When Vancouver entrepreneur Jackee Kasandy moved to Canada from Kenya as a student, she was keen to start her own business.
However, she finds that she cannot secure a business loan due to her lack of credit history and capital.
CEO and co-founder of Black Entrepreneurs and Businesses of Canada Society, Kasandy now wants to help other aspiring black business owners. Many of them still face financial barriers.
That’s why the association launched a new contest on Friday to help black entrepreneurs secure $25,000 in funding to start their businesses.
Kasandy said the Black Pitch Contest aims to help black entrepreneurs who have been excluded from traditional investment vehicles such as loans, grants and business capital. He also owns a shop on Granville Island called Kasandy.
Kasandi grew up in Kenya and moved to Toronto as a student. She then moved to British Columbia, where she thought she wanted to start a shop in Granville Island, but she could not get a loan. So she ran out of credit on her card and subleased a rented apartment through AirBnb until she finally managed to build a business.
“Because of the system and how it works, it was also seen as ‘non-fundable’ by financial institutions and investors and was struggling to raise money,” she said.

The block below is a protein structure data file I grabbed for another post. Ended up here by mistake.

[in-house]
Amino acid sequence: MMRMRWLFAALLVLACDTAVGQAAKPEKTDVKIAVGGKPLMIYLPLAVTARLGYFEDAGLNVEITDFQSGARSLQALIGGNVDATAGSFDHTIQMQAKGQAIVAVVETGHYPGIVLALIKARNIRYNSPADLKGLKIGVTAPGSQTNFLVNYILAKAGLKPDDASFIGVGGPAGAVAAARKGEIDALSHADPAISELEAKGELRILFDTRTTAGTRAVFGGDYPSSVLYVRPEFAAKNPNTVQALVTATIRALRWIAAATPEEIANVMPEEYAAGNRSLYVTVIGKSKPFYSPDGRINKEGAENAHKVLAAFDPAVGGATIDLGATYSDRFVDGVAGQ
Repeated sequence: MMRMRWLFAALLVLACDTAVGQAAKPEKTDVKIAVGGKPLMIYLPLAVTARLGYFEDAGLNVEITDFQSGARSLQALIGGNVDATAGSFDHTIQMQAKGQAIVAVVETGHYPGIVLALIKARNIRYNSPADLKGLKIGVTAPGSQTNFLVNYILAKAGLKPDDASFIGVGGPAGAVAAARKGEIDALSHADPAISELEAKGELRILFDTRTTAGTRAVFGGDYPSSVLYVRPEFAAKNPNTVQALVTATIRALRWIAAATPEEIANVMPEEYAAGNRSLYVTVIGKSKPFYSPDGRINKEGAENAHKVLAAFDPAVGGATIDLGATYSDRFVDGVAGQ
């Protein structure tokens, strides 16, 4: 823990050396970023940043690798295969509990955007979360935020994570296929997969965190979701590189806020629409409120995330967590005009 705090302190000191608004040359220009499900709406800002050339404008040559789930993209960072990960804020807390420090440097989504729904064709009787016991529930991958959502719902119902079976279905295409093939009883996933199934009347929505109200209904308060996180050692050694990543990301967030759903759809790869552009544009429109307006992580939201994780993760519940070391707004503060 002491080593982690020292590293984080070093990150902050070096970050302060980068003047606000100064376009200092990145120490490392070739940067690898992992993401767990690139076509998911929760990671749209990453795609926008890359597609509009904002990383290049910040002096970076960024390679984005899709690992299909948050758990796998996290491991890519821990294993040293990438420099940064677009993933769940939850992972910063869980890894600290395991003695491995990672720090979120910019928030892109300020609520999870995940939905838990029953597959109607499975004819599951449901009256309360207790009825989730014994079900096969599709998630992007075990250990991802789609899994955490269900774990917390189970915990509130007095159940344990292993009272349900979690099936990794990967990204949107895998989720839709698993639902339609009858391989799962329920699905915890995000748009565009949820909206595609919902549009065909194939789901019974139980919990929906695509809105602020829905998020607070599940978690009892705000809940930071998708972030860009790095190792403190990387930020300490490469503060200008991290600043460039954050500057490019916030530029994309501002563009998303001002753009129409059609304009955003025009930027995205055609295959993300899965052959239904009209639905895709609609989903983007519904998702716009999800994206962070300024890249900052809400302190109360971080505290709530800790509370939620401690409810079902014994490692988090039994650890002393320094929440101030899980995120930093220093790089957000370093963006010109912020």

“My experience with the problem of funding to start a business and get to where I am is why I want to support the thousands of Black entrepreneurs who are blocked or blocked by their business in an unfair system.”
Barriers black entrepreneurs still face include poverty, lack of home or other collateral, or poor credit, she said.
Kasandy said she wished she had an organization that supported black entrepreneurs when she started her own business.
She doesn’t just want to highlight the winners of the contests the association will offer each year. The plan, she said, is to showcase the many ideas submitted by the participants so that people can see the innovation coming from the community.
Cassandi said it’s now “really easy” to enter the contest online.
“A lot of the community is immigrants. They may not have families or homes here, they are renters. There is no fairness to them,” she said.
“And perhaps we have made financial mistakes like most of us made with credit cards and student loans. increase.”
The competition is designed to be barrier-free, so anyone aspiring to be a Black entrepreneur can apply, regardless of age, gender identity, or experience level.
“Data consistently show that systemic racism limits or prevents black access to business capital. , to make the initial application as easy as possible.”
Applications are being accepted until December 15th.
The pitch contest finalists will be featured at the Virtual Black Business Summit in February. For more information, visit the Black Entrepreneurs and Businesses of Canada Society website (https://www.blackentrepreneursbc.org/black-pitch-contest/).
Those who wish to donate money to the Entrepreneurship Fund can do so at its website.
New competition aims to help black entrepreneurs raise money
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